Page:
The Columbiana, Ohio City Council rescheduled a public hearing on a proposed ordinance “allowing” residents to maintain residential gardens on their property, after the city government’s attorney told reporters anything not explicitly permitted by ordinances, such as gardening within city limits, was prohibited.
On May 9, municipal attorney Daniel Blasdell told reporters from the Salem News the City Council was considering imposing an ordinance to regulate gardening, because it was currently prohibited in the city.
“Right now, if there is not something expressly in this code that says that you can have [a garden], you technically can’t,” Blasdell said. “The intention of it is to not to take away; it is to give.”
The hearing on the proposed ordinance was originally scheduled to take place on June 6, but it was rescheduled to June 23 to allow more time to notify residents.
‘Fundamental Fairness Question’
Daniel Dew, a criminal justice fellow at the Buckeye Institute, says the presumption every activity is illegal unless government explicitly allows conflicts with the constitutional right to due process.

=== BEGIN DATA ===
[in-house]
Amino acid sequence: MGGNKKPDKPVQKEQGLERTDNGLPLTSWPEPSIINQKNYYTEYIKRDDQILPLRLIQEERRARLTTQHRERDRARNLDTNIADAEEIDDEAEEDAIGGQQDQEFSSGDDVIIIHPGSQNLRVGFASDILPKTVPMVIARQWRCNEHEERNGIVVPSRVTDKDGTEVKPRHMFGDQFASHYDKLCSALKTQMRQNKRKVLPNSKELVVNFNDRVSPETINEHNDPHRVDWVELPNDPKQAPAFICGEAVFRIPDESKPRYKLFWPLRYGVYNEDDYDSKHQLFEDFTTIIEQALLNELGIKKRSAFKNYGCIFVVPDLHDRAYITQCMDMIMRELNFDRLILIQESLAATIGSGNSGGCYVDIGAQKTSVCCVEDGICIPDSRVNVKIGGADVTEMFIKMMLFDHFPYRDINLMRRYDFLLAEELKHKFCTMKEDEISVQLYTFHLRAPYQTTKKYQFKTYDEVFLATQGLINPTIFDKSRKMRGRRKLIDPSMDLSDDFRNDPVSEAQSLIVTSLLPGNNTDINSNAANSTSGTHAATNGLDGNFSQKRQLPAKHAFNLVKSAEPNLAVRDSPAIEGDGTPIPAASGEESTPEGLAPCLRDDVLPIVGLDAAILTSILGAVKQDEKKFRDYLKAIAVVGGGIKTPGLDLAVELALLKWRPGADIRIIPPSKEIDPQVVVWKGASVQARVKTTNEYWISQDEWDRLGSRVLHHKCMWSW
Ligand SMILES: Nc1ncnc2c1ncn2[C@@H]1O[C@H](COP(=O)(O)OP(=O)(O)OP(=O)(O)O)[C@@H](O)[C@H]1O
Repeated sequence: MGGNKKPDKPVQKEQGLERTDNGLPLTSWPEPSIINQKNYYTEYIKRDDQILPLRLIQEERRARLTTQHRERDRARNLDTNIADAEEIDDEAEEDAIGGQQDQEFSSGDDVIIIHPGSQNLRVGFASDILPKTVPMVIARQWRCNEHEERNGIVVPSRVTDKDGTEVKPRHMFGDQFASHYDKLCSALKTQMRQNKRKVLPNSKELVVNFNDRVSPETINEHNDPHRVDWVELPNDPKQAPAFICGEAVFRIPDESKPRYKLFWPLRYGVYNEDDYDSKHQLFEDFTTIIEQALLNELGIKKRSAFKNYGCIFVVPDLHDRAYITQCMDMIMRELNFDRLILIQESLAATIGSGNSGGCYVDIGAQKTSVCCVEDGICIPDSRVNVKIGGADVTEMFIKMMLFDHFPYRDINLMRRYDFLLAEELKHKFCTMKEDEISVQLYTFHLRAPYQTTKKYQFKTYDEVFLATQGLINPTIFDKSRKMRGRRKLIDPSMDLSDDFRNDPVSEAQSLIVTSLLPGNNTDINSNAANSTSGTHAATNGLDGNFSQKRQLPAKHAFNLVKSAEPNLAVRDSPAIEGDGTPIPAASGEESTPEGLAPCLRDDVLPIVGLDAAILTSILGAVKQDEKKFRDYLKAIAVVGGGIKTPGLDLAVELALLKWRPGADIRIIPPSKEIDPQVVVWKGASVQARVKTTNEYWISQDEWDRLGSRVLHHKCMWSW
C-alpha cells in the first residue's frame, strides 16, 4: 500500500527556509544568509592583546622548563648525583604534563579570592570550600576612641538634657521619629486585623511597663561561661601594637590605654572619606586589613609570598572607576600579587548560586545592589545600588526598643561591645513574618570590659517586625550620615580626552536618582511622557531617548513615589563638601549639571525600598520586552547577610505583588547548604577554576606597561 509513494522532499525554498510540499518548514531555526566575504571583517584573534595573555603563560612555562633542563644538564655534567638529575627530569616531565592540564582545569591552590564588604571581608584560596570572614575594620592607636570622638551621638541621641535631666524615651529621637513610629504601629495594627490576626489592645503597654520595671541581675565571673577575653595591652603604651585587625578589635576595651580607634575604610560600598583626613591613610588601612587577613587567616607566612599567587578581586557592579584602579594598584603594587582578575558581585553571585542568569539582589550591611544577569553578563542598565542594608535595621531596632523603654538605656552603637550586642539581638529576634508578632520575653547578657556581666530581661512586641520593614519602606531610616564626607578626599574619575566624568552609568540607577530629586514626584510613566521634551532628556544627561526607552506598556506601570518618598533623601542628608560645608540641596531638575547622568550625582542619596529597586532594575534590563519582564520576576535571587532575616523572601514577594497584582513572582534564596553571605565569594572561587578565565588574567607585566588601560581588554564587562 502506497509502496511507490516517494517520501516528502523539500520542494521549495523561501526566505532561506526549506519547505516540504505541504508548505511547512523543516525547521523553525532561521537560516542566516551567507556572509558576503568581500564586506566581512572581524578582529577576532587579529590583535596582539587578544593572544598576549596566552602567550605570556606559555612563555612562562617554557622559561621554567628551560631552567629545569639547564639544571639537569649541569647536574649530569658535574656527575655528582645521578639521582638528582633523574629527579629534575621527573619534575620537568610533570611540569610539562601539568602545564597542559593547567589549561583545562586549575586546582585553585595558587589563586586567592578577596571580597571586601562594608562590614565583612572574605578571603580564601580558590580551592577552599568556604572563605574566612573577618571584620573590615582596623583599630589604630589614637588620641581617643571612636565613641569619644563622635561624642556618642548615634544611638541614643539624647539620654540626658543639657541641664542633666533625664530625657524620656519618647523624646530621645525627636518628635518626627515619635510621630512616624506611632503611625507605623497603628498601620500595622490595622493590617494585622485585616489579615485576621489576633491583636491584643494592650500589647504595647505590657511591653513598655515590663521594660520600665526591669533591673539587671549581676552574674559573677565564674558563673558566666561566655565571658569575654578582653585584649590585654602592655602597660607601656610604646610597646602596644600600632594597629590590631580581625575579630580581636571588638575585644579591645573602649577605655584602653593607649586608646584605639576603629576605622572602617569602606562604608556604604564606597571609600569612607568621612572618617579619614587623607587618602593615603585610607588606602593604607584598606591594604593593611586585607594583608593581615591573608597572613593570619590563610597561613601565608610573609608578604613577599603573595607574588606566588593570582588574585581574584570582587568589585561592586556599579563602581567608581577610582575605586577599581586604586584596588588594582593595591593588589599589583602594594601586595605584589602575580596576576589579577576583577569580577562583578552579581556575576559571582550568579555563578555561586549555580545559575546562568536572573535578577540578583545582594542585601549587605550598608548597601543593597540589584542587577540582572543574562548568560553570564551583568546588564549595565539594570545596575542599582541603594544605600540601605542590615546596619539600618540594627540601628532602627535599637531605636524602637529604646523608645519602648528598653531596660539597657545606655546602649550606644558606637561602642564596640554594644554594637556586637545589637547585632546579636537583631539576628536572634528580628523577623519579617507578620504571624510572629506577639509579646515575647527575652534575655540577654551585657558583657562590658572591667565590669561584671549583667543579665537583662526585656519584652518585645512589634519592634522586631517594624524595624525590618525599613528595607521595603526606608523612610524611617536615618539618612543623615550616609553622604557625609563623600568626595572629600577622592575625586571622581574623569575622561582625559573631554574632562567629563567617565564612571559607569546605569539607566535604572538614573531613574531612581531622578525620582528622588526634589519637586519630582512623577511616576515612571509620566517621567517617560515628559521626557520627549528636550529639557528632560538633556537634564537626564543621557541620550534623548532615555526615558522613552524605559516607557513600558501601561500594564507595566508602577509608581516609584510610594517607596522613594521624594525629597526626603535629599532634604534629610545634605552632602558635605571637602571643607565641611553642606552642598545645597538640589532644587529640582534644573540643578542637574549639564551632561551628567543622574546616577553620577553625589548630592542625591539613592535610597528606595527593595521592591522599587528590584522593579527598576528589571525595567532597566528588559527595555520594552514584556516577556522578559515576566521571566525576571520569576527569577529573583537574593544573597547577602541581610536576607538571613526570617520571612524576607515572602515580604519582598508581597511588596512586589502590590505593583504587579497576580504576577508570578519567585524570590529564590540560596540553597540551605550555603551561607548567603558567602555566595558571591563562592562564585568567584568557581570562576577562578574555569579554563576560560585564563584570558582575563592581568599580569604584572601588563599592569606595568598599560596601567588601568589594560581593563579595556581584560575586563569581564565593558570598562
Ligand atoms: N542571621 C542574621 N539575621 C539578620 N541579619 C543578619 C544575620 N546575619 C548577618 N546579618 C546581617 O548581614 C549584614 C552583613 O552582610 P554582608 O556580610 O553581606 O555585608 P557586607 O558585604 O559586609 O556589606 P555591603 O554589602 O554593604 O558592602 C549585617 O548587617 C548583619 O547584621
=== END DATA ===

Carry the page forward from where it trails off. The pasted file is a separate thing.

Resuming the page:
“There is a fundamental fairness question here that can be tied to due process,” Dew said. “Due process requires government to inform the public of what is illegal. Reading the zoning regulations would not tell you that having a garden is prohibited. In fact, other than space and the types of businesses that can be in residential areas, the code is pretty much silent.”
Permission by Default
Actions should be considered legal unless they are specifically made illegal, Dew says.
“We do not have secret laws in the United States,” Dew said. “This is not the Soviet Union. Is having grass prohibited? How about mulch? Lawn gnomes? What about a flower garden? None of these things are listed as acceptable in the code. It seems that this interpretation allows the city to decide what is prohibited on a case-by-case basis.”
Uncommon Legal Notion
Ryan McMaken, an editor with The Mises Institute and a former economist for the Colorado Division of Housing, says the opinion given by the Columbiana municipal attorney ignores centuries of legal theory and practice.
“Certainly, this notion, if put forward as a legal principle, runs contrary to virtually all of the English common law, which is highly influential in American law,” McMaken said. “That system of law took custom and habit seriously and assumed that legal intervention was only to be necessary when a true violation of property rights was evident. To say that everything is illegal unless it’s explicitly illegal is not only odd but also contrary to what most people would consider to be both good law and common sense.”